There’s this movie I watched not too long ago called Idiocracy. It’s not a great, or even good, movie. But taken as a cautionary tale, there is much to chew on, particularly given this year’s crop of Republican presidential candidates as seen in the several debates already taken place.
The movie places its protagonists, two not very bright young men 500 years into their future, and into an America where anti-intellectualism is vaunted above pretty much everything else, and opinions, ideas and even thoughts are boiled up from the cauldron of television advertising slogans. (And I don’t mean political sound bites; I mean advertising, as in food chains!)
There has been more than a whisper of anti-intellectualism in this country for a while now; it’s nothing new. And yet, as we approach the 2012 presidential election we face a slate of Republican hopefuls who hold it up as a proud banner. It’s more than mispronouncing Uzbekistan, or mis-remembering Paul Revere’s ride, or misquoting the Constitution (or was it the Declaration of Independence?) It’s more than stumbling on words for which most high school debaters would lose points, and it’s more than reveling in being voted most anti-science person in the room.
It doesn’t take a genius to be president, and we’ve had many perfectly good — even great — presidents who were far from it. And we’ve had brilliant men who’ve been unsuccessful presidents (Jimmy Carter comes immediately to mind). But it’s a recent phenomenon, I think, in which being blatantly uninformed and unschooled in the basics of science, world history, and even American history, is a plus.
“Those who cannot remember the past are condemned to repeat it,” wrote philosopher George Santayana more than a century ago. I learned that lesson when I was a junior in high school taking the obligatory American history course. “What’s the point of studying history?” we would ask our patient teacher. Part of his answer came from Santayana; the other part was his steadfast insistence on American exceptionalism and what we can learn from it. Our country, he would tell us, is special — unique. But not in the way our 2012 Republican candidate field might have us believe.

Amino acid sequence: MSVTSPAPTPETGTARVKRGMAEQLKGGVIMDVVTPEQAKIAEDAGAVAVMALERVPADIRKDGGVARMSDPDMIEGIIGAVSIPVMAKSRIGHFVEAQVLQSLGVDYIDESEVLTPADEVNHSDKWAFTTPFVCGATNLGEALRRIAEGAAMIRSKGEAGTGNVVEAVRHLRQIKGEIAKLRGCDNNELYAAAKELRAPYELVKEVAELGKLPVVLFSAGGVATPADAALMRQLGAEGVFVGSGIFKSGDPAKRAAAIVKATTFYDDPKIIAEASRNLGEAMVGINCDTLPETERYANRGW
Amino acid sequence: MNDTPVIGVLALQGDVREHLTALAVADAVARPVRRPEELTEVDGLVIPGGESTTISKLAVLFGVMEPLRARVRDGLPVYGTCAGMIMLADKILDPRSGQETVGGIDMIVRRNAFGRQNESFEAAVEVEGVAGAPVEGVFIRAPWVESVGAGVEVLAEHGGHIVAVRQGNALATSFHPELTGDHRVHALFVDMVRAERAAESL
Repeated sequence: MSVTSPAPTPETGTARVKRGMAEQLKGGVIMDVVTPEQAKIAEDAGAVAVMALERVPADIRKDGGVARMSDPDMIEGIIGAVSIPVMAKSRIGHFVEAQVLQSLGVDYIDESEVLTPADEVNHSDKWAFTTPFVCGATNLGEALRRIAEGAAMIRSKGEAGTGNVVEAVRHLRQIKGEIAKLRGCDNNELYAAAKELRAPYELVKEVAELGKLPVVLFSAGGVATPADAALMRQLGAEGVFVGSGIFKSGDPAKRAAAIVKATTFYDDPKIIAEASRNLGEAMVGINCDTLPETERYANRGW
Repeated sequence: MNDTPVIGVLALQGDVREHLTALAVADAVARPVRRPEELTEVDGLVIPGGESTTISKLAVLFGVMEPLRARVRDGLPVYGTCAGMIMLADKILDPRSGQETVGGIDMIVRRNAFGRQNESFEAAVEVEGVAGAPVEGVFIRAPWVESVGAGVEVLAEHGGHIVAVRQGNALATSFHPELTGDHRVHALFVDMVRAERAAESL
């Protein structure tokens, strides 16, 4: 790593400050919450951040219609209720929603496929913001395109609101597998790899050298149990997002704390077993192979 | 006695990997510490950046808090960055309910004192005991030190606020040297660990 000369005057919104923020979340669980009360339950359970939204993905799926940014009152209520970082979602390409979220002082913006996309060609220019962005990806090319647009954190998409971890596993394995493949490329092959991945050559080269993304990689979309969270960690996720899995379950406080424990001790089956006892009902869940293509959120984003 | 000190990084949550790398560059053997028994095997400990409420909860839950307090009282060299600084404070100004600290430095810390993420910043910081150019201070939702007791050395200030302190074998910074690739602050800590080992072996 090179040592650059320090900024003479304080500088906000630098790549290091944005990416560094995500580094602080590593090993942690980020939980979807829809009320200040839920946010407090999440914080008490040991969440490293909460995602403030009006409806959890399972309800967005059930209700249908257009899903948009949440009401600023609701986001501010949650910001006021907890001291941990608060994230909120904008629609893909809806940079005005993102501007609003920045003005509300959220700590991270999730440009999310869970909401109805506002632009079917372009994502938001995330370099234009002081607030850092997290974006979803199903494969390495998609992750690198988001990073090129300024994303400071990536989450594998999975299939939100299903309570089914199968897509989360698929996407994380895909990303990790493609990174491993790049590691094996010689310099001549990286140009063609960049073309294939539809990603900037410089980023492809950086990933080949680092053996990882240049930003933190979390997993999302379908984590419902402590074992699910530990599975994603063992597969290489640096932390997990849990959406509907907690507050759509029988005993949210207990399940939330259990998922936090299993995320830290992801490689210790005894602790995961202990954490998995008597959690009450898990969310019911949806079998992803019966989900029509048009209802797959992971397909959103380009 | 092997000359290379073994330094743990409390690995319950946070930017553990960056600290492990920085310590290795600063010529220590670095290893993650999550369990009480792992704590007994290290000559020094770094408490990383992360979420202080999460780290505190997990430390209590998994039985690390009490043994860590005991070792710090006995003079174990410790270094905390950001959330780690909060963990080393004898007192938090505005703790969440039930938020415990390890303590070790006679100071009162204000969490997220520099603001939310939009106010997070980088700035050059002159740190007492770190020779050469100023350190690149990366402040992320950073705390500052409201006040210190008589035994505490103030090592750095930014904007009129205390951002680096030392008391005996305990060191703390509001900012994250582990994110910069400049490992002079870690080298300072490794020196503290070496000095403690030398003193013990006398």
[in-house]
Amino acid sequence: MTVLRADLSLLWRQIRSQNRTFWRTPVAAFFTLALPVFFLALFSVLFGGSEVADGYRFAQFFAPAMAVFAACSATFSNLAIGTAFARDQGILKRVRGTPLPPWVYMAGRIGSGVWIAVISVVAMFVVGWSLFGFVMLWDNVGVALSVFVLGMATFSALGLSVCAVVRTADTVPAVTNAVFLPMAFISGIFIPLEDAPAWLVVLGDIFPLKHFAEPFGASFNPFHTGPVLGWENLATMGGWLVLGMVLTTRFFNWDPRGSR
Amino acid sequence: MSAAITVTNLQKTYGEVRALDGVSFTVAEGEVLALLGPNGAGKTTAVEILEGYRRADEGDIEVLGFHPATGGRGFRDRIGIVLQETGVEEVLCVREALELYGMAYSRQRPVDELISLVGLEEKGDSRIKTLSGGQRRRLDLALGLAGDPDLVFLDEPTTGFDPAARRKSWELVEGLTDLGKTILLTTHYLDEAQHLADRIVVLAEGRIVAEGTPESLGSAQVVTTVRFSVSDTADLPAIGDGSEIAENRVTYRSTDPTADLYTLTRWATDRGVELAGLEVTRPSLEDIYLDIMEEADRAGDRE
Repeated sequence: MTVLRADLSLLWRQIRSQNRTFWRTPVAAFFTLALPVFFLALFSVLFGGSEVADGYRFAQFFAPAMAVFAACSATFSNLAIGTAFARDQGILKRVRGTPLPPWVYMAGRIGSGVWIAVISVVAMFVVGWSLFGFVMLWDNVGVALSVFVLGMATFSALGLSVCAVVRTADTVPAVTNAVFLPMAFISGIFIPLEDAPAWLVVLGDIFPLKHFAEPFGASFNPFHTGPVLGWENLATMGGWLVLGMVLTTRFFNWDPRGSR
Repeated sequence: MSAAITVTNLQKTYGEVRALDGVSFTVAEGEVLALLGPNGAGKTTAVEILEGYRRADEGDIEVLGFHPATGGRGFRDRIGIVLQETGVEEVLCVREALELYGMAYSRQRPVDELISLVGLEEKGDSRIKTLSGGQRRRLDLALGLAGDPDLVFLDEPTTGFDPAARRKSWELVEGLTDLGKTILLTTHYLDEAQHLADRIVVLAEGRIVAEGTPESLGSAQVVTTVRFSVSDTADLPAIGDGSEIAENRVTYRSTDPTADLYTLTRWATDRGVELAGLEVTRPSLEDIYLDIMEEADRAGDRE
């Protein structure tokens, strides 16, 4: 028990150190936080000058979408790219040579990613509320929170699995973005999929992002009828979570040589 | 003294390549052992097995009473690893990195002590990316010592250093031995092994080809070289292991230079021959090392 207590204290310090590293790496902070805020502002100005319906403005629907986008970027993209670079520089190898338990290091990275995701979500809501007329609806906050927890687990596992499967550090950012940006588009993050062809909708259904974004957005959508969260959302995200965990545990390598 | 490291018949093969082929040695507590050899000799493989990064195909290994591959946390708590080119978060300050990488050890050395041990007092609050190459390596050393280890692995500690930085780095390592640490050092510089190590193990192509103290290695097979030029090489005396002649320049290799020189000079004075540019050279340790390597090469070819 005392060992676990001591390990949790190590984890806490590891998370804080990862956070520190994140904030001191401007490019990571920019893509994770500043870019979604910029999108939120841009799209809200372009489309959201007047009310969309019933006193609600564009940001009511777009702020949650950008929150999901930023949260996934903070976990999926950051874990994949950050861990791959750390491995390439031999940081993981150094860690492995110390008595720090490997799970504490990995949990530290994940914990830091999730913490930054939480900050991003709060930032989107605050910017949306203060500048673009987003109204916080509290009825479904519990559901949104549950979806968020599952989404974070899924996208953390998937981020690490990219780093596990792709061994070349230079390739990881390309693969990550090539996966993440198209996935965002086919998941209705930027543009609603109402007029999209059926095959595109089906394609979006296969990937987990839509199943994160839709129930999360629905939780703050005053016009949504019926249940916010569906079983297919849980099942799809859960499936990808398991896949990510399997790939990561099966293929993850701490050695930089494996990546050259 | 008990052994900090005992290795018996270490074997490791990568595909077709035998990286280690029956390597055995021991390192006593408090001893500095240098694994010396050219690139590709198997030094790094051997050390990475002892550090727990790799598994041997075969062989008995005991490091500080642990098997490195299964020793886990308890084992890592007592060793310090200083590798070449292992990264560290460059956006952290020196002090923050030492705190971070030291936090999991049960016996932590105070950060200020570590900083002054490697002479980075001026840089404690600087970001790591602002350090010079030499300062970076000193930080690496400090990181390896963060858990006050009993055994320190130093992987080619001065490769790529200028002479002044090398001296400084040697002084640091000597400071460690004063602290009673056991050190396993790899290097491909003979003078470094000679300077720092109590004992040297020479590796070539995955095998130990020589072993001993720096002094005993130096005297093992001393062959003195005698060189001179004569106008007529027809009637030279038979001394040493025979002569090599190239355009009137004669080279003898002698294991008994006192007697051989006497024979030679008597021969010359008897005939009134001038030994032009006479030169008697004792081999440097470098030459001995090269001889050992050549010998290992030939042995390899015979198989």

American exceptionalism lies in our historical broadmindedness, a drive to dream big and build bigger; to open our arms to the “huddled masses yearning to breathe free” of which my grandparents were a part. It is the country that in the throes of the Great Depression had the imagination to put an ailing country to work to build the parts of America that still amaze us: the national parks, the incredible monuments, the dams, the bridges, the roads. It was “American know-how” that made this country great.
American exceptionalism has nothing to do with a faulty notion that America is inerrant. Or that America’s greatness has anything to do with our ability to vanquish real and imagined enemies from the face of the earth. American might originates in our intellectual spirit. But how can the intellectual spirit thrive when we have national leaders who almost militantly believe that science is the evil opponent of God, and that history is to be scoffed at — not remembered (at least not correctly).
American Idiocracy, coming soon to a presidential debate near you!